The omnibus appropriations passed this morning in a vote of 310 to 112, and the FY 16 budget bill is sure to be signed by the President. Health GAP and our fellow global AIDS activists are very disappointed that the mega spending bill fails to restore the $300 million in funding cuts that PEPFAR, the U.S.-funded global AIDS program, has seen since 2011. Instead, funding for global AIDS treatment and prevention remained level to FY 2015 at $4.32 billion for the President’s Emergency Plan for AIDS Relief (PEPFAR), and $1.35 billion for the Global Fund to Fight AIDS, Tuberculosis, and Malaria.
This is a pivotal moment in the history of the most devastating epidemic in modern history. We have the opportunity to end the HIV pandemic in the coming decade, but without enough funding for treatment and prevention, President Obama and Congress are betraying their promise to end AIDS.
The 2016 Budget will continue the years of underfunding that PEPFAR has seen under the Obama Administration, which undermines PEPFAR’s effort to end AIDS by 2030 through accelerated program scale up, particularly of life saving HIV treatment. Newly released World Health Organization guidelines, endorsed by PEPFAR, call for all people with HIV to be offered treatment immediately upon diagnosis–a paradigm shift that requires more money, or else deadly disparities will persist in countries hardest hit by the AIDS pandemic.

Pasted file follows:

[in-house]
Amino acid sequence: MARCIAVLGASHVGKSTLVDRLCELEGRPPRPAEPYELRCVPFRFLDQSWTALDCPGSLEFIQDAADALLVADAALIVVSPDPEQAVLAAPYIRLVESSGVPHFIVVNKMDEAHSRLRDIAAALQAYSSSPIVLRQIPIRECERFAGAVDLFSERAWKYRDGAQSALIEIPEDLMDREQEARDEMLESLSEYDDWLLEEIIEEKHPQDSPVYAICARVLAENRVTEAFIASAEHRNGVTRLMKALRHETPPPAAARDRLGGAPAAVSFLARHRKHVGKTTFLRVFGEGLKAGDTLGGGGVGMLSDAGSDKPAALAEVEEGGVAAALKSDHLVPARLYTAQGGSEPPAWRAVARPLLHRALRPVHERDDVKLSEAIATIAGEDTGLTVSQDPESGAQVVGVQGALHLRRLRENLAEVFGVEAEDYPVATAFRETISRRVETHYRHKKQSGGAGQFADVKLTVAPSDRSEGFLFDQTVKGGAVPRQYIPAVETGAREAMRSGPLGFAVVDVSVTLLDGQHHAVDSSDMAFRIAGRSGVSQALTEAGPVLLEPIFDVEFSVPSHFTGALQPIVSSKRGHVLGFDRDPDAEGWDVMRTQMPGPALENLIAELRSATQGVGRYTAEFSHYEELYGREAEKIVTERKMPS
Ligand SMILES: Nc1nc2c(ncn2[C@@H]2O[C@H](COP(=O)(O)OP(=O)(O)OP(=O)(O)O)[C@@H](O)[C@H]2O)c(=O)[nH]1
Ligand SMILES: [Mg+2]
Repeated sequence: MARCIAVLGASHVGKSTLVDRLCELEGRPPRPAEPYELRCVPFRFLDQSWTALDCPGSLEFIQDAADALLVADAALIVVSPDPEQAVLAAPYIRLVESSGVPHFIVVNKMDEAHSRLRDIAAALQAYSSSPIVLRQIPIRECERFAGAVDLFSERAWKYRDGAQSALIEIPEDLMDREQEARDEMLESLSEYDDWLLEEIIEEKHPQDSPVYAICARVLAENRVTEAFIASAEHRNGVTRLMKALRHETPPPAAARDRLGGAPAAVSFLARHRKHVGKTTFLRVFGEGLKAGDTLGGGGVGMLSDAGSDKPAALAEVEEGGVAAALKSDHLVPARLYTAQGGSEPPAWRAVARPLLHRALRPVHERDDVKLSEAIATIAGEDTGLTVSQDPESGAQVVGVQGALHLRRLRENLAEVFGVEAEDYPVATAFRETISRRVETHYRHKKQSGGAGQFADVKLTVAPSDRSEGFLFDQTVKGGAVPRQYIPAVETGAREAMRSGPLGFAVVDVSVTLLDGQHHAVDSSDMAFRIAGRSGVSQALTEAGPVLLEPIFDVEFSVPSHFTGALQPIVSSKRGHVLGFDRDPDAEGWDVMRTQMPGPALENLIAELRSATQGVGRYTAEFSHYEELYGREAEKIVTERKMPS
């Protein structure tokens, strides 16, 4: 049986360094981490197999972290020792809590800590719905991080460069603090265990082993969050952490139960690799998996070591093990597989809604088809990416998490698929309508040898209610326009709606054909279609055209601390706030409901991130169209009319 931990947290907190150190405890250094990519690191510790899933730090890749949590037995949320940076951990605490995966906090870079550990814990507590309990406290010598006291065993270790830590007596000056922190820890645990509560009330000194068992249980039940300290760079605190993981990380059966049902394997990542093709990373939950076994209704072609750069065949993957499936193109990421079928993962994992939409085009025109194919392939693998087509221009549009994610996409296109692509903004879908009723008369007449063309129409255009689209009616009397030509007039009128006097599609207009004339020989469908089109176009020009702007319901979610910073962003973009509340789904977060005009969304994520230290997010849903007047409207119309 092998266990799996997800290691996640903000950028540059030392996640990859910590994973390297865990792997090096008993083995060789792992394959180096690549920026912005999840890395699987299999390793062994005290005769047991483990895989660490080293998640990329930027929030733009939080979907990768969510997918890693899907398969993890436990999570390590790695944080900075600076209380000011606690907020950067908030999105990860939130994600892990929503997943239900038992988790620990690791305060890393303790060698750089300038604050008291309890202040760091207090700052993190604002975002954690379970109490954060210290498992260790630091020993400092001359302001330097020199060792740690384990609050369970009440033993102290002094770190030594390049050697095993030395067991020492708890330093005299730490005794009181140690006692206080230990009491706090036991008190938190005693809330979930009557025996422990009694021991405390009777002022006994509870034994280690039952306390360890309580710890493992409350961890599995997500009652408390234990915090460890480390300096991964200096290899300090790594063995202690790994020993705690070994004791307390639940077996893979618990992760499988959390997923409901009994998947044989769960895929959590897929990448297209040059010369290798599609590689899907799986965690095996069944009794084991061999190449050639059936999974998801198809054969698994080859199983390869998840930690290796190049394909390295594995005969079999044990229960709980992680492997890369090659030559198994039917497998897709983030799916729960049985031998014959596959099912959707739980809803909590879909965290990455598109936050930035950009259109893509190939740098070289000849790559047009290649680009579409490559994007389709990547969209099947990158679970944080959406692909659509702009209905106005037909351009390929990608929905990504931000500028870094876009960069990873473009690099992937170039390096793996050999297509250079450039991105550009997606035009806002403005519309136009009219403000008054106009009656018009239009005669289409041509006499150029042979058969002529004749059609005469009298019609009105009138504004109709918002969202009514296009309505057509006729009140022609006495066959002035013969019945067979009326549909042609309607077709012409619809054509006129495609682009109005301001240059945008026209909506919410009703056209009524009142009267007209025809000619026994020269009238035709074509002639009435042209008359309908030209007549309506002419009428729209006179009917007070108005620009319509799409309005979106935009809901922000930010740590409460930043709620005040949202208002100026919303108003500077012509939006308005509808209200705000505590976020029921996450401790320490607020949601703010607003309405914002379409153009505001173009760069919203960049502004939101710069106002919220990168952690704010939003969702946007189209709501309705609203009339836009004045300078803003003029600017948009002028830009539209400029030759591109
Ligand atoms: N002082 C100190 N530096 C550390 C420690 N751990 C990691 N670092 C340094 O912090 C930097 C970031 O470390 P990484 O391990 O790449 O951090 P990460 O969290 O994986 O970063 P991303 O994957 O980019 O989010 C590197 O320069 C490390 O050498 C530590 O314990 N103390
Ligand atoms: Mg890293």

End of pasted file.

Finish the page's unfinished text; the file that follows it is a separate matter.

A recent report released by a global coalition of activists showed that the world is far from achieving the imperative of acting on the evidence and delivering HIV treatment on demand for all; currently only 1 in 10 people living with HIV live in a country where access to treatment upon diagnosis is available. The outdated practice of making people with HIV wait to access to treatment has left community viral loads unnecessarily high and allows for continued infections. Achievement of this goal is jeopardized by funding cuts from the U.S. government.
Over 15 million of the 35 million people living with HIV are in treatment, and projections show that if the number of people in treatment is doubled to 30 million by 2020, AIDS will be over as a public health crisis by 2030. Without the scale up of funding, however, UNAIDS projects the number of people with HIV will increase to 100 million.